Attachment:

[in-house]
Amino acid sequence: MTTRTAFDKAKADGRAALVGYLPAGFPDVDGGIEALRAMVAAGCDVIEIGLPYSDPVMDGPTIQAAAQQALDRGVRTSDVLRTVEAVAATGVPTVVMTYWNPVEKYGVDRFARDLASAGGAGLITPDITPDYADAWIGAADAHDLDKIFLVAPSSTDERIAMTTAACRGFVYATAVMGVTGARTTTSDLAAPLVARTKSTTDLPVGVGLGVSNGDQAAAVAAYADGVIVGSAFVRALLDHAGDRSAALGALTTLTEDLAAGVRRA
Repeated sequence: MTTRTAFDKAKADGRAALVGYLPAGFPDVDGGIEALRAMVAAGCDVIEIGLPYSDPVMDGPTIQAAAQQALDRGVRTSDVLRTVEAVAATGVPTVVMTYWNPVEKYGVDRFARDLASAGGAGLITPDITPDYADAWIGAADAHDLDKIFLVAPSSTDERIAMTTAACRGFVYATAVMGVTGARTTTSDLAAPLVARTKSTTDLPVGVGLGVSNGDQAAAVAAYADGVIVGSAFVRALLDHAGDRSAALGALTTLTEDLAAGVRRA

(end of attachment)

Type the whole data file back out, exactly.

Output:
[in-house]
Amino acid sequence: MTTRTAFDKAKADGRAALVGYLPAGFPDVDGGIEALRAMVAAGCDVIEIGLPYSDPVMDGPTIQAAAQQALDRGVRTSDVLRTVEAVAATGVPTVVMTYWNPVEKYGVDRFARDLASAGGAGLITPDITPDYADAWIGAADAHDLDKIFLVAPSSTDERIAMTTAACRGFVYATAVMGVTGARTTTSDLAAPLVARTKSTTDLPVGVGLGVSNGDQAAAVAAYADGVIVGSAFVRALLDHAGDRSAALGALTTLTEDLAAGVRRA
Repeated sequence: MTTRTAFDKAKADGRAALVGYLPAGFPDVDGGIEALRAMVAAGCDVIEIGLPYSDPVMDGPTIQAAAQQALDRGVRTSDVLRTVEAVAATGVPTVVMTYWNPVEKYGVDRFARDLASAGGAGLITPDITPDYADAWIGAADAHDLDKIFLVAPSSTDERIAMTTAACRGFVYATAVMGVTGARTTTSDLAAPLVARTKSTTDLPVGVGLGVSNGDQAAAVAAYADGVIVGSAFVRALLDHAGDRSAALGALTTLTEDLAAGVRRA